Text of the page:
etiquette. Instead, you can spread the word by voicing
your preference through family and close friends. But
if a gift is presented at the reception, accept it
graciously…and remember to write a prompt and
gracious thank you note.
One exception to this rule, I believe, is the wedding
that is a small gathering exclusively attended by close
friends and immediate family. In that case—and I
know I'm bucking convention here—you could
exercise a little more informality and clearly state your
preference for no gifts if you so choose. In all events,
it remains important to not have it seem that the
occasion is really about the gifts.
The Honeymoon: Just You, Me, and the Kids
by Susan Polyot
A honeymoon is the symbol of the bride and groom
beginning their new life together as a couple. By
tradition, it's an intimate, romantic getaway; a special
time to be shared by two people. But, for encore
couples, honeymoon plans can be a challenge if children
are involved in your new marriage.
Is it strictly taboo for the children to go on your
honeymoon? No, not necessarily, if you follow a few
basic guidelines, do some research, and take everyone's
interests into consideration as you make your plans.
If you are viewing your marriage as the blending and
celebration of a new family configuration, you may have
already decided that you wouldn't dream of starting your
new life without the kids. Or perhaps, it's more of a
practical matter. There may be no one to care for the
children while the two of you run off to an exotic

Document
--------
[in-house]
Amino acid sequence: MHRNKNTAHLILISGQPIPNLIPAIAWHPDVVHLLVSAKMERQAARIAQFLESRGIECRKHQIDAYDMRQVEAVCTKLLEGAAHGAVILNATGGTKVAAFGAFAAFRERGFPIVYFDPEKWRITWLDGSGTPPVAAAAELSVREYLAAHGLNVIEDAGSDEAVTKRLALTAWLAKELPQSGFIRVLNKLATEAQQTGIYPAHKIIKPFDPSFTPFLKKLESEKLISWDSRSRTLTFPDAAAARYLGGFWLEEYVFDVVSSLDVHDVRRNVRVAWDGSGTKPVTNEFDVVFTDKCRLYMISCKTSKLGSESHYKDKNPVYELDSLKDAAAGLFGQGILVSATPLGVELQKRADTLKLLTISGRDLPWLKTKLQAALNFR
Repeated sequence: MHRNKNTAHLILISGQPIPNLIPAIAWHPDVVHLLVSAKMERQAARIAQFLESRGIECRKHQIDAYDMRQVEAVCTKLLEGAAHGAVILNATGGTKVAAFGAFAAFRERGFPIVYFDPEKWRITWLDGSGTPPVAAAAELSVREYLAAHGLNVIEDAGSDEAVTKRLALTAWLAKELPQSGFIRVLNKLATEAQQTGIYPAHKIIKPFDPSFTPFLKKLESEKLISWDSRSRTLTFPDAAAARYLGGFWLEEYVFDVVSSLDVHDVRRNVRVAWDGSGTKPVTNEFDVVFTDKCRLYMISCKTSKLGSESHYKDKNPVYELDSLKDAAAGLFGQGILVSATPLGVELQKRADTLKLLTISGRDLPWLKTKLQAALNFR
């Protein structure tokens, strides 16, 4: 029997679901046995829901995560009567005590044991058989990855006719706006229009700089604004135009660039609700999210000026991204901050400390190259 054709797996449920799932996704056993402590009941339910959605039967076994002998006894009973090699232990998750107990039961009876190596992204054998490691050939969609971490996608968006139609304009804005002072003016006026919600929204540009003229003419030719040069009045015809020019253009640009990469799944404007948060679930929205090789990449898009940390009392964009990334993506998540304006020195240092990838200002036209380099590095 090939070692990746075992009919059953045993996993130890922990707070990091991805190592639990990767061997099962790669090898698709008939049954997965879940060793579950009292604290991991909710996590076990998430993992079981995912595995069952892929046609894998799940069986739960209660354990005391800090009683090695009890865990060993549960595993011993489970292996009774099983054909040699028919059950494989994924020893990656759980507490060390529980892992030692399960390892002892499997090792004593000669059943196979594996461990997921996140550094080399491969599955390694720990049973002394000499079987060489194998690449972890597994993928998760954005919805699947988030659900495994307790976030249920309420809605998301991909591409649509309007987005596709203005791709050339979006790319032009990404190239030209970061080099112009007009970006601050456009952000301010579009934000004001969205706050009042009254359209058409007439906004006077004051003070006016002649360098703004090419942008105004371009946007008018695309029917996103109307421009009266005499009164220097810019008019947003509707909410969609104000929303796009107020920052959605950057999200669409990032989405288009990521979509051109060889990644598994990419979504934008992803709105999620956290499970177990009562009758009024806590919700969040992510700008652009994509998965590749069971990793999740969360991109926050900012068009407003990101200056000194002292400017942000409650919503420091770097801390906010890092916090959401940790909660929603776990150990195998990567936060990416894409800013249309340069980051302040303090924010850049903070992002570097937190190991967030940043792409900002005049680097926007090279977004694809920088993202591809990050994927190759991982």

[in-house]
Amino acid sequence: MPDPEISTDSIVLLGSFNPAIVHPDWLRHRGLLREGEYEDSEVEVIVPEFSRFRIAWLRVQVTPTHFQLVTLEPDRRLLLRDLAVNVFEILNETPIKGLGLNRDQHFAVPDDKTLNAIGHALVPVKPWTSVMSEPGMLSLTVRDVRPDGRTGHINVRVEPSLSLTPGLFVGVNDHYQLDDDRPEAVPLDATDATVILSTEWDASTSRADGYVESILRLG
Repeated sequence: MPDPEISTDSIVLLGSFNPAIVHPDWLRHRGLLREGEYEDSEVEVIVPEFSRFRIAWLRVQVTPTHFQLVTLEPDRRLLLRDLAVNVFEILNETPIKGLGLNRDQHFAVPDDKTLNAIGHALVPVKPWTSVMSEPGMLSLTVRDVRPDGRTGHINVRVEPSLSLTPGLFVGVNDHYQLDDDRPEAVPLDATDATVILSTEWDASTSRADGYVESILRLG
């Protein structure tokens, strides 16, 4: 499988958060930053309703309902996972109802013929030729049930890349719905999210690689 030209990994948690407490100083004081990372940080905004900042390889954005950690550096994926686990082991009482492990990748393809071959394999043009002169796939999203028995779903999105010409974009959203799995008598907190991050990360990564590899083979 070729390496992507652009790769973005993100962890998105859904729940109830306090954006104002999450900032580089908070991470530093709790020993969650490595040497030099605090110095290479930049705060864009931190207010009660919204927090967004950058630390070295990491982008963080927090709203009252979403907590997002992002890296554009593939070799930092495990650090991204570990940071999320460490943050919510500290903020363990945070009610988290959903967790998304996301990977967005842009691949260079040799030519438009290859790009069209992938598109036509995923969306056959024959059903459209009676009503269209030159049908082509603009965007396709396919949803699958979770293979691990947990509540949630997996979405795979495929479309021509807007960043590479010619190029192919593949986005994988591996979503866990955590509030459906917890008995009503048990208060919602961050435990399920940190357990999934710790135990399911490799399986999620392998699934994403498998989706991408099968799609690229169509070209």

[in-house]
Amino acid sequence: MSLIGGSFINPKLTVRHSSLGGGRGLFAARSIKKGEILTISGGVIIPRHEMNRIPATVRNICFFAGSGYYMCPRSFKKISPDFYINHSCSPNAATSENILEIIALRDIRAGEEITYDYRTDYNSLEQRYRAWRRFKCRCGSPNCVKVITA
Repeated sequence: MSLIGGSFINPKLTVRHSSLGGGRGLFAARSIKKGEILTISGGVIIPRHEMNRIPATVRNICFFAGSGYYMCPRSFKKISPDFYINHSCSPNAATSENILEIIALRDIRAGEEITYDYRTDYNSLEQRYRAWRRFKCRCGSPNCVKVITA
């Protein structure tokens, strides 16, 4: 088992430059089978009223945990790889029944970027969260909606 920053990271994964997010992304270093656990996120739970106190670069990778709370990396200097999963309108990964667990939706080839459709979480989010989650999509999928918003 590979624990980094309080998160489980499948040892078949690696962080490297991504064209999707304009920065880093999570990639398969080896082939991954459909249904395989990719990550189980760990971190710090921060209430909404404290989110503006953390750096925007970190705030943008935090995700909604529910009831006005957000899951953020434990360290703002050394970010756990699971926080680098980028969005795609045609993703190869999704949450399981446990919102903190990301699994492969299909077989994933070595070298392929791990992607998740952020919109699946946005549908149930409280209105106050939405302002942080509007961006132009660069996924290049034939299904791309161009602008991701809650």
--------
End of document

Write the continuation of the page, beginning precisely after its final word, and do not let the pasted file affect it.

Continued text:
location. Whatever the reason, if you decide to bring the
children, it is important to consider them as you and
your fiancé make decisions about your honeymoon
Many resorts offer programs for children that will keep
them busy during the day, leaving some "alone time" for
you and your new spouse. These programs may be
available on a full or half day basis. There is usually a
cost involved, even at some all inclusive resorts, so
make sure you are fully aware of all costs up front, and
learn about the specific activities that will be offered.
Check into those details before you firm up your plans.
Also, check in with the kids. Make sure the plans
include things your children will be interested in.
Larger resorts may have evening babysitting services
available, provided by trained babysitters. Often, the
babysitter is not an adult, but may be an older
adolescent who has been screened by the hotel. Ask
ahead of time what training and screening has been
provided. This service is useful if your children are too
young to be left alone but the two of you want to plan a
romantic dinner at the hotel restaurant and will be on
It is critical that the two of you plan some time alone,
and make sure your children are aware of this ahead of
time. This is important, not just for the two of you, but
for your children as well. They need to recognize the
two of you are a couple, not just parents. Your
relationship with each other needs to be primary, and the
two of you need to role model that for your children.
Without this, once the honeymoon is over, step
parenting will be a much harder task if your kids see a
weak link in the two of you, and haven't been taught to
view you as a couple.
And so...What about sex? Whether the children are
sharing a room with you, sharing a suite, or in an
adjoining room, if you and your fiancé discuss and plan
this now, you may avoid frustration later. Take
advantage of those daytime programs for children, and
plan accordingly! Arrange for a babysitter from the
hotel to watch the children at the pool, or some other
activity. You can let the kids know you are going to be
having private time without going into details. Kids
don't have to be a deterrent to an active honeymoon!
by Larry Tyler
It's easier to play Hamlet--so the saying goes--than play
a bit role. Sure, you've got all those lines to memorize
when you're the Prince of Denmark, and everyone is
staring at you in those funny tights for two hours, but
mistakes can be forgiven if you muff a line here or